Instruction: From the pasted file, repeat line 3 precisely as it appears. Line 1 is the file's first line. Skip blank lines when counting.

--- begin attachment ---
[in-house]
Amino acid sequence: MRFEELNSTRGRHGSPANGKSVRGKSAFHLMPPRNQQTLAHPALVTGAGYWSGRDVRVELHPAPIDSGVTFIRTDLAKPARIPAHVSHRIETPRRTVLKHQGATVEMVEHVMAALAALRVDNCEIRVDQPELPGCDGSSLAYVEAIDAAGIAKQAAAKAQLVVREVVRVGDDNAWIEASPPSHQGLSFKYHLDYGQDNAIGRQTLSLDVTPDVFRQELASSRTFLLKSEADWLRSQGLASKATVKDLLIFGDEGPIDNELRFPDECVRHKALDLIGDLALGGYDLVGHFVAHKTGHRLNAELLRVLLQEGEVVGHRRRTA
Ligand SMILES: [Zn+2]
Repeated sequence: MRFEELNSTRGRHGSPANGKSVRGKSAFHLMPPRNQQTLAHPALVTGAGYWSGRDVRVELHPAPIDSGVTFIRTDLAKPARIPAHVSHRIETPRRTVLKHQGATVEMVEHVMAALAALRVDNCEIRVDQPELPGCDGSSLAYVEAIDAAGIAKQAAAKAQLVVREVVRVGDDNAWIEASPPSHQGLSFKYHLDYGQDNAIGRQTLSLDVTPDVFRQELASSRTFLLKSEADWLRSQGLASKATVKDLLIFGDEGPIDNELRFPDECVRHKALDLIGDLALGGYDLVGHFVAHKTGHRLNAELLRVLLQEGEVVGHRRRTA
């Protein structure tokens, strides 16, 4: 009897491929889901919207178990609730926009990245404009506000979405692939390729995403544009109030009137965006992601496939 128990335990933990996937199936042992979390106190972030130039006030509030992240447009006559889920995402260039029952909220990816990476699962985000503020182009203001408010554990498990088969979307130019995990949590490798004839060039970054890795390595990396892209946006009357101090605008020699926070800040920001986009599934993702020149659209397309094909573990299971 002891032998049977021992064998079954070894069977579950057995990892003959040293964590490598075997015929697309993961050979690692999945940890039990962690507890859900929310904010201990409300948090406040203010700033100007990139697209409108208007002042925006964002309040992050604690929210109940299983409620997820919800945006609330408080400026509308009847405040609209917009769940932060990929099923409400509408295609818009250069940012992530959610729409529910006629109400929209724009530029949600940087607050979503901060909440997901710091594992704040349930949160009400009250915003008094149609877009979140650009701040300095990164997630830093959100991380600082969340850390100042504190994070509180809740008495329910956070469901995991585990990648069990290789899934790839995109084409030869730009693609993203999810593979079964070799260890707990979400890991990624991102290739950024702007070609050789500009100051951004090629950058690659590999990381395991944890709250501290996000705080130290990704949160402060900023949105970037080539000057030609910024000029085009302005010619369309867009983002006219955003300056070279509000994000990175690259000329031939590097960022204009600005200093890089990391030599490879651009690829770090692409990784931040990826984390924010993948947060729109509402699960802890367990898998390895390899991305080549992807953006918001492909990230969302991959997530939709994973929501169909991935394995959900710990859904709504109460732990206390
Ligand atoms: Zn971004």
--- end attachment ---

Ligand SMILES: [Zn+2]